This article is from the Richmond Times-Dispatch and, curiously, mentions some of the potential problems regarding taking the "urban sprawl" argument TOO far.
The recent Times-Dispatch series on sprawl led off with some seemingly strange poll results: A majority of those surveyed consider sprawl a serious problem and want open spaces protected. But a majority also say their community is growing at an appropri- ate rate and oppose changes that would restrain the rate of growth. This is not as great a contradiction as it first appears. To some degree, sprawl and its consequences are merely the unpleasant side-effects of otherwise pleasing changes.
For example: In recent decades development has grown
twice as fast as population, and the number of vehicle-miles traveled has
increased four times faster than population. Why?
For one thing, more women entered the workforce. For another, minorities and immigrants climbed up from poverty and bought houses and cars. Census figures show the median income for an African-American household, in constant dollars, rose from $5,537 in 1970 to $25,050 in 1997. Median Hispanic income more than doubled. And the bigotry that once consigned
minorities and immigrants to certain neighborhoods is now, mercifully, mostly a thing of the past.
In fact, just about everybody is doing better than they used to. Fifty years ago, the typical family home was a one-story, 1,000-square-foot residence. Houses are roughly twice as large today, when a great many families bring in two incomes, and even single-earner families enjoy much higher wages.
SO PEOPLE buy more cars and bigger houses farther out, and therefore suffer longer commutes. Unfortunately, the drive-time problem proves The Second-Order Rule of Bureaucracy, which states: The more directives you issue to solve a problem, the worse it gets.
One answer to congestion - widely advocated in Northern Virginia - is to build more roads. That will work only if the land near the new roads stays undeveloped. Yet the most powerful Northern Virginia voices urging road construction say the region needs roads to sustain economic prosperity - i.e., to continue adding more businesses, more stores, and more residents.
Some advocate increasing regional density. But density is no panacea. The longest average commute time in America - more than 36 minutes - is to be found in New York (with a density of 23,700 persons per square mile). The second-longest average commute takes place in Washington, D.C., (9,882 persons per square mile) and the third-longest in Chicago (12,251 persons per square mile). All three have extensive public transportation, suggesting that might not be a silver bullet, either. Where is the nation's briefest commute? Mitchell County, Kansas (10.3
persons per square mile).
Density also increases air pollution. Assume a region's population density doubles, and 25 percent of drivers then decide to save themselves some grief and take mass transit instead. Vehicle emissions still have increased by half.
WHAT PROSPERITY and progress have wrought, prosperity and progress might help repair. In the information age, telecommuting can keep some vehicles garaged. Wireless sensing technology might be able to track traffic flow, relay real-time road conditions to drivers, and suggest alternate routes. Flex-time and peak-time pricing of tolls could adjust incentives to clear up rush-hour bottlenecks.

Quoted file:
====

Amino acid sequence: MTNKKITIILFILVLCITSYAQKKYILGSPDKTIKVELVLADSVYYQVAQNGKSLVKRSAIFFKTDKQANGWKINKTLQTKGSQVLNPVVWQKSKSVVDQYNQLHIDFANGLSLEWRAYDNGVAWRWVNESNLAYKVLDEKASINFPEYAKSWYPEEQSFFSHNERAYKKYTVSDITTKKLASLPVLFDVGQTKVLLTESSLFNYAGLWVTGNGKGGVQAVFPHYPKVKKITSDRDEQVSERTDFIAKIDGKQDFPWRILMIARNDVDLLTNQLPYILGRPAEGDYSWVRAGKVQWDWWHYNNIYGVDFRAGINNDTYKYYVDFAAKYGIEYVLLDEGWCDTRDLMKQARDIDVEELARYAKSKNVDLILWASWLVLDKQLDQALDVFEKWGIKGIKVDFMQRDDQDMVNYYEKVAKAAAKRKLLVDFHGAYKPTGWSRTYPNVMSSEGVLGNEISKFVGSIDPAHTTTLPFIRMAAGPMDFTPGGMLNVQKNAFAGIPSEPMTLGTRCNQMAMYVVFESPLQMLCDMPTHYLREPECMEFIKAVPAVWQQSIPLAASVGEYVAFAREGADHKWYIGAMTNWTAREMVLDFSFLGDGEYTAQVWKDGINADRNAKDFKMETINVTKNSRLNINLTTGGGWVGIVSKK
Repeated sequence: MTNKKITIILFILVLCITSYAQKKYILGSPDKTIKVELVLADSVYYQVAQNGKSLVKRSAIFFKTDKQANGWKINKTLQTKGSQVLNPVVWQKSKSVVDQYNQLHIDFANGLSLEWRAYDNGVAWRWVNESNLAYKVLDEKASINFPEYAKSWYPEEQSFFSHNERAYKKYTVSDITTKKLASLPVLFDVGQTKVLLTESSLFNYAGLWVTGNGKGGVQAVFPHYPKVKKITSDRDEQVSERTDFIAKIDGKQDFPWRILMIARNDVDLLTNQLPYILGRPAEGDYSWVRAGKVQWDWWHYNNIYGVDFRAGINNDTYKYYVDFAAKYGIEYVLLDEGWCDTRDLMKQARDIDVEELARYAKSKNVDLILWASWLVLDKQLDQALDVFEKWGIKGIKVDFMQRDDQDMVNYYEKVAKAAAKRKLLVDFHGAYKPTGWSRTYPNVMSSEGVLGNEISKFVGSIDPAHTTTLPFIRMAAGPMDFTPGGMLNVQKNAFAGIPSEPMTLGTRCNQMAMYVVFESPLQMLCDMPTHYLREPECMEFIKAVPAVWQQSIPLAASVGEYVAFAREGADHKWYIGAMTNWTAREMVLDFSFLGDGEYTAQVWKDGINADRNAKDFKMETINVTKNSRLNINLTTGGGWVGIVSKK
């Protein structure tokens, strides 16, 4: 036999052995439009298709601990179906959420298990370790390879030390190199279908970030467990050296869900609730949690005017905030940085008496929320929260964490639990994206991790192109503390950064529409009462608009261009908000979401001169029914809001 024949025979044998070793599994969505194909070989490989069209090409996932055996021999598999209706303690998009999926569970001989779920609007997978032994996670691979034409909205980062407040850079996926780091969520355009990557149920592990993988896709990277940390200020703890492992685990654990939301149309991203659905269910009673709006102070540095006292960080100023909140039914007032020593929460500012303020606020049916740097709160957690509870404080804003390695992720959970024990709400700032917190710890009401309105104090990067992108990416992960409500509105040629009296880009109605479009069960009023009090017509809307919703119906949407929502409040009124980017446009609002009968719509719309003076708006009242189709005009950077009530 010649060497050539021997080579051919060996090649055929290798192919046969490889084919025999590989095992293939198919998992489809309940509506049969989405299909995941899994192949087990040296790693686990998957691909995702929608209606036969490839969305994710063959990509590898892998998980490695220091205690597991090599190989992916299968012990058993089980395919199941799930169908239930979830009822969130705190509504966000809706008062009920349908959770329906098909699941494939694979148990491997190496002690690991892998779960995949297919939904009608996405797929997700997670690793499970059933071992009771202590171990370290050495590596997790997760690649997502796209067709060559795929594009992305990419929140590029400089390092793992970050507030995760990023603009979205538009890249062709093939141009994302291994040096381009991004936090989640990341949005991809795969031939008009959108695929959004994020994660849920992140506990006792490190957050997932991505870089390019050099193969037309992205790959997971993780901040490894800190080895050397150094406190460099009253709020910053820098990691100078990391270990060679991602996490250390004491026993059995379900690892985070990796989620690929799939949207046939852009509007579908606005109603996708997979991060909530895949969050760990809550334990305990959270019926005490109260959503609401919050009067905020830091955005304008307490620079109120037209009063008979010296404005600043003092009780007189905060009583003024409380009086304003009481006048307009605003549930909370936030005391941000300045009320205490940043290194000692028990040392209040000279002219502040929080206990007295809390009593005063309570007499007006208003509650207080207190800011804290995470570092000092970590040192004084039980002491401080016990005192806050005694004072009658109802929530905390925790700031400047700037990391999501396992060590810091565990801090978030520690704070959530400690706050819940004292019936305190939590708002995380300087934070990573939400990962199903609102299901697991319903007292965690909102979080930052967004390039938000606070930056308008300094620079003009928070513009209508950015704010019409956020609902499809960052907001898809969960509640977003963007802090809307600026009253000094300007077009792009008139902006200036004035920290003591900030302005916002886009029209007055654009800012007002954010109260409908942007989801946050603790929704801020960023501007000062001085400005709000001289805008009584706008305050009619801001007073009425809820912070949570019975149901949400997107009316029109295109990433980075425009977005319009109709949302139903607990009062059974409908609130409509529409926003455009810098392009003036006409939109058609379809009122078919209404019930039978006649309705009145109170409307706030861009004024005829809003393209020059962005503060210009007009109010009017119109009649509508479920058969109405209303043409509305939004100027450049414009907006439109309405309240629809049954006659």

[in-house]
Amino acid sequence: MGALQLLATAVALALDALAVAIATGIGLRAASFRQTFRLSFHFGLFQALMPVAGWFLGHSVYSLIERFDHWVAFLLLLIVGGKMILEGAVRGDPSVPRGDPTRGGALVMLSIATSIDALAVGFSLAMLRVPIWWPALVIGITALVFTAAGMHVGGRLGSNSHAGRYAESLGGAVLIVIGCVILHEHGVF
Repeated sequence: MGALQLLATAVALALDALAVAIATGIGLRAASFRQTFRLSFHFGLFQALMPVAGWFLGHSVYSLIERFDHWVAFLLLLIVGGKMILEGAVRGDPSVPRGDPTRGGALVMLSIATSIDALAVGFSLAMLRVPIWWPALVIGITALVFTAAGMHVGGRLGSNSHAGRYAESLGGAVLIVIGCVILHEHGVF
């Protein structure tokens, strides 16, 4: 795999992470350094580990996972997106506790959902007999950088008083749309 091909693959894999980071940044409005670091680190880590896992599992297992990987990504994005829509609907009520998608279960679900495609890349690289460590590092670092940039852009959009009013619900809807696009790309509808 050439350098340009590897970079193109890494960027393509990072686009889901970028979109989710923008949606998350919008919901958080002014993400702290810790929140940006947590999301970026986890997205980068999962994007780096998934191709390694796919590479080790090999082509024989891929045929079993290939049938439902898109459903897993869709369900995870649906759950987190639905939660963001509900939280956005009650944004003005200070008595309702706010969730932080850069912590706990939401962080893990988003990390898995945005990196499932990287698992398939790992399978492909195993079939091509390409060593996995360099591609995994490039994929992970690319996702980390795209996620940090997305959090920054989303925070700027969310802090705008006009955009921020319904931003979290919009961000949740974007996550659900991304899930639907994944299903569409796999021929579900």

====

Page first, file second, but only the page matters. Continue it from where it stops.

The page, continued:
Technology also figures strongly in the loss of farmland - an issue about which some state legislators and localities have shown a concern that is admirable but disproportionate. While the state's farm acreage has decreased more than 30 percent since 1964, an acre of cropland can produce three times the food it could in 1960. Hence, more farmland reverts to meadow and forest than is consumed by development, the federal government pays farmers $1.7 billion a year to let fields lie fallow, the United States remains a major food exporter, and the Agriculture Department says "losing farmland to urban uses does not threaten total cropland."
Still, though 75 percent of the nation's populace lives on just 3.5 percent of the land, there is no point in developing more of it recklessly. An instructive study of the Washington metro region two years ago found that 75 percent of the drivers on the road between 4 and 7 p.m. were engaged not in the daily commute but in attending to matters such as errands and shopping. The same probably could be said of the Richmond area.
The fault lies largely with zoning that too often separates home, workplace, and shopping by too great a distance. (This ink-stained wretch resides in an apartment building less than two miles from work, but has to drive 10 miles or more for many of life's amenities; others have it much worse.) Relaxing zoning ordinances could provide some surcease from that particular sorrow. However, doing so would require planners to exercise less control rather than more.
But what of that? Though John Maynard Keynes and Friedrich von Hayek eventually stood at opposite ends of the debate over economic intervention, the early Keynes observed: "Our power of prediction is slight, our command over remote results infinitesimal." In this he agreed with Hayek, who held (in the words of Oxford professor John Gray): "Because the planner cannot know relative costs and scarcities, the planned economy will in fact be chaotic and vastly wasteful." Given planning's track record, a little less of it might not be altogether bad.
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Last updated 6/25/05